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Circa 1913: 6 Cylinder Anzani Radial Engine At The Henry Ford Museum

 I’m constantly amazed at the state of the art of aircraft engine building back 90 to 100 years ago.  It was a lot more advanced at the time than it seems like it should have been.  For example, this cute looking Anzani 6 cylinder radial engine from around 1913.  That’s one gorgeous looking little engine!  (if you need another example, check out the Duesenberg V-16 beast from 1919)

 I’m not really all that up to speed on historical engine design and manufacture, but I do know that radial engines essentially always have an odd number of cylinders.  The fact that this one is an even 6 cylinders stood out right away.  So I did a little research and found out something pretty cool… this engine is likely the first ever twin row radial!  It’s actually 2, 3 cylinder engines slightly staggered, as can be seen when you look where the cylinders attach to the case.  This 280 cubic inch engine made about 45hp at 1,300 rpm.  Gotta love those big slow turning props : )

 Alessandro Anzani was an Italian that moved to France and set up an engine shop in 1907.  His engines found their way into all kinds of machines from cars to cycles and of course airplanes.  When Louis Bleriot flew across the English Channel in 1909, he had an Anzani 3 cylinder engine up front.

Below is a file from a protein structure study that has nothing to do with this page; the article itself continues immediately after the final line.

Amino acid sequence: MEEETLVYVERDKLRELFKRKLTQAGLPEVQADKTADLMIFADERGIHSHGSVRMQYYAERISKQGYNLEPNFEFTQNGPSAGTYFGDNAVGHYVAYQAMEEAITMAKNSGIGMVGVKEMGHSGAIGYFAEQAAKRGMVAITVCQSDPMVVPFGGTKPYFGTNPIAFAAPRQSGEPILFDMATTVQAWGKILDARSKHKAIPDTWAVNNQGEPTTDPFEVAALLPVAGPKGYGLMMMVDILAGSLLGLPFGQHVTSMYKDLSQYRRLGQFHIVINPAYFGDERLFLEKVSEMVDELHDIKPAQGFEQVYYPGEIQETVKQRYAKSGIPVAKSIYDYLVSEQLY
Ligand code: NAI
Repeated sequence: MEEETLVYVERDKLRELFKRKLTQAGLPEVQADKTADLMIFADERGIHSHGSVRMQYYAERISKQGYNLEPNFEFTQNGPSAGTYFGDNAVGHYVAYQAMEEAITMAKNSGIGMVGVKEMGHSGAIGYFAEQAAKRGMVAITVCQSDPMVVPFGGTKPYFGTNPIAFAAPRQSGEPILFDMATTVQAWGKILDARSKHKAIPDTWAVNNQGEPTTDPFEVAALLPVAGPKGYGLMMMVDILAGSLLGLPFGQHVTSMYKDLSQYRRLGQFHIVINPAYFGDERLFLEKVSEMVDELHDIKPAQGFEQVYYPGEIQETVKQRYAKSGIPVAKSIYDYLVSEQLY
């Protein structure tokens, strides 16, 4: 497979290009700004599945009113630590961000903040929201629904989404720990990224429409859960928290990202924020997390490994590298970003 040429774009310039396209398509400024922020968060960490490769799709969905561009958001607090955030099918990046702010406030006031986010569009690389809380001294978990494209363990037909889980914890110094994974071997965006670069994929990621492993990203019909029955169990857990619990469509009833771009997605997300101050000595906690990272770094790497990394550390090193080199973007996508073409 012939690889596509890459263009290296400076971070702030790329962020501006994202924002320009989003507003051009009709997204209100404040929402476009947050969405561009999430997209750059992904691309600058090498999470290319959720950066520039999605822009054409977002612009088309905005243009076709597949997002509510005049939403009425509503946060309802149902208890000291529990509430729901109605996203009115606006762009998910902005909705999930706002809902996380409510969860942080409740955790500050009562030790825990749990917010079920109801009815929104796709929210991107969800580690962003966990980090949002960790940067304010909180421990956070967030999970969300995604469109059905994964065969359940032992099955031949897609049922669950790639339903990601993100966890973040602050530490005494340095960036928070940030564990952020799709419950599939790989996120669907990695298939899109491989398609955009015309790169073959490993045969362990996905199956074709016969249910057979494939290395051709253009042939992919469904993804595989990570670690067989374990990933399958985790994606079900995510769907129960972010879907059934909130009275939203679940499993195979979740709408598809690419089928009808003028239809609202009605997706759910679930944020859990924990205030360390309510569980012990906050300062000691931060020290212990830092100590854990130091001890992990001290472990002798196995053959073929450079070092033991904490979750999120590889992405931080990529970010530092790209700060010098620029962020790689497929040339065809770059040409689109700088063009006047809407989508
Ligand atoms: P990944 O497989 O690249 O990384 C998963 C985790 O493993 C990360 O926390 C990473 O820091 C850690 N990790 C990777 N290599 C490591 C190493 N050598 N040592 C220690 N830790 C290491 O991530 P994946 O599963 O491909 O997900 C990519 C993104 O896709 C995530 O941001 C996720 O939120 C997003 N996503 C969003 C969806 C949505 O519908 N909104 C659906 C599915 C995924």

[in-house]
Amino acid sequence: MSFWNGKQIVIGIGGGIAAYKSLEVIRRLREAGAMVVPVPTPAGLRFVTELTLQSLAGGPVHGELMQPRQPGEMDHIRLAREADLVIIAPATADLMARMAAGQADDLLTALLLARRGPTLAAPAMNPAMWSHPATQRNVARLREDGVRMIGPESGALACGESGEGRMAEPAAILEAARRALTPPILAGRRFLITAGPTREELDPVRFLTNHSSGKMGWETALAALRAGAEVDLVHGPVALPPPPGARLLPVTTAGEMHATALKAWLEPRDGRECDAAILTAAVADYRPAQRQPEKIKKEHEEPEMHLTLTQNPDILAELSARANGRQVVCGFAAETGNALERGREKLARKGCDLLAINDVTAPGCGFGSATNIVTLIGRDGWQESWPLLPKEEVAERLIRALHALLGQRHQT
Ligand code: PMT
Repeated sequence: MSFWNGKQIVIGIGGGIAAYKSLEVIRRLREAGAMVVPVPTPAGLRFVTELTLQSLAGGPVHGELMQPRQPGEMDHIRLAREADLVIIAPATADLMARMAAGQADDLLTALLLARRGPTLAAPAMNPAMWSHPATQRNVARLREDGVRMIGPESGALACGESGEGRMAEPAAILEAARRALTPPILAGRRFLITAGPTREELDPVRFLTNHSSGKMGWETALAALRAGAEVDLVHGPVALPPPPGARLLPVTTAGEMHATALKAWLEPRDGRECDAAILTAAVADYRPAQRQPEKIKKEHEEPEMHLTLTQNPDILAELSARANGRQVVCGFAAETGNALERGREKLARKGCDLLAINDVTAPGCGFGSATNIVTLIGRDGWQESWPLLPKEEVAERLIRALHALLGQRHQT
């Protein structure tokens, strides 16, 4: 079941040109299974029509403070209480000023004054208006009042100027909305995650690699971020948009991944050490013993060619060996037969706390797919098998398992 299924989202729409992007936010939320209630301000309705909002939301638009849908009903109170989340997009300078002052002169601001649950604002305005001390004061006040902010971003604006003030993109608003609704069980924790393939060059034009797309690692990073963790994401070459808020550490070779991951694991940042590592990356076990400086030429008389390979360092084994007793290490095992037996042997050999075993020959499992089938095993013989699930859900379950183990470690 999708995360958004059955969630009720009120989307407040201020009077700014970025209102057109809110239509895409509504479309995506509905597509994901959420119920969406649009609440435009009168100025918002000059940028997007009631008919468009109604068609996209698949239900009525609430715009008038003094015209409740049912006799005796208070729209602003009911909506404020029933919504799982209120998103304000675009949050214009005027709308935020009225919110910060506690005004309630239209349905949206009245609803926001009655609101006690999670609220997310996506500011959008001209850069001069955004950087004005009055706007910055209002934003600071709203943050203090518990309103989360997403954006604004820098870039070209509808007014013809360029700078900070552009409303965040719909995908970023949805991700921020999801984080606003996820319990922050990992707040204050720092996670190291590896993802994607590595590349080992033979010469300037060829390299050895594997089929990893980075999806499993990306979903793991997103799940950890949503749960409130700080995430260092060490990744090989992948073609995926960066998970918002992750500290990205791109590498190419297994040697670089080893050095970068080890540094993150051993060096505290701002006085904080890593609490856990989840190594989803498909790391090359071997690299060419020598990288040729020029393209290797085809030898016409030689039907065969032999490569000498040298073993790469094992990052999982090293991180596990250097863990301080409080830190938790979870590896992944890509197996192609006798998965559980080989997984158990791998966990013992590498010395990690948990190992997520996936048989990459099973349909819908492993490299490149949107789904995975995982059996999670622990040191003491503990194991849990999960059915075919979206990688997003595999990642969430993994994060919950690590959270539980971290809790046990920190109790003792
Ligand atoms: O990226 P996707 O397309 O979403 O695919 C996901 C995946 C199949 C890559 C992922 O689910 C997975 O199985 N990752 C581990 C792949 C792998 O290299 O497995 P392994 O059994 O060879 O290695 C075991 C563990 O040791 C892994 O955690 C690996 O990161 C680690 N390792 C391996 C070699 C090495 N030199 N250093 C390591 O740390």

The engine pictured is on display at the fabulous Henry Ford Museum in Dearborn, Michigan.  If you don’t know, it’s a must see museum with a nice aircraft collection along with loads of other interesting artifacts from the automotive world and beyond, way beyond.  I go at least once a year and I never get tired of the place.

 The airplane that the engine is attached to is a small biplane designed and built by Matty Laird and flown in an exhibition tour of Japan in 1916 by Katherine Stinson.  I must admit that I’m just getting to know some of the story on her, and I can see that there’s gonna be a lot to talk about.  Katherine was the fourth woman to receive a pilot’s license, was the first to perform a loop, and her flying is what inspired her brothers to start the Stinson Aircraft Company.  When you look at the picture of the airplane on display in The Henry Ford, you're looking at a lot of history!

 Lastly, I’m thinking it’s time for someone to build some cool, small (60hp) radial engines that turn big props nice and slow.  If guys like Anzani could do it 100 years ago, seems like all our fancy technology could sure do it affordably today.  I think the sport aircraft world needs it… any thoughts?


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Reader Comments (1)

Well, the Sadler 6-cylinder radial has been around for the last couple of decades:

June 6, 2010 | Unregistered CommenterDuncan

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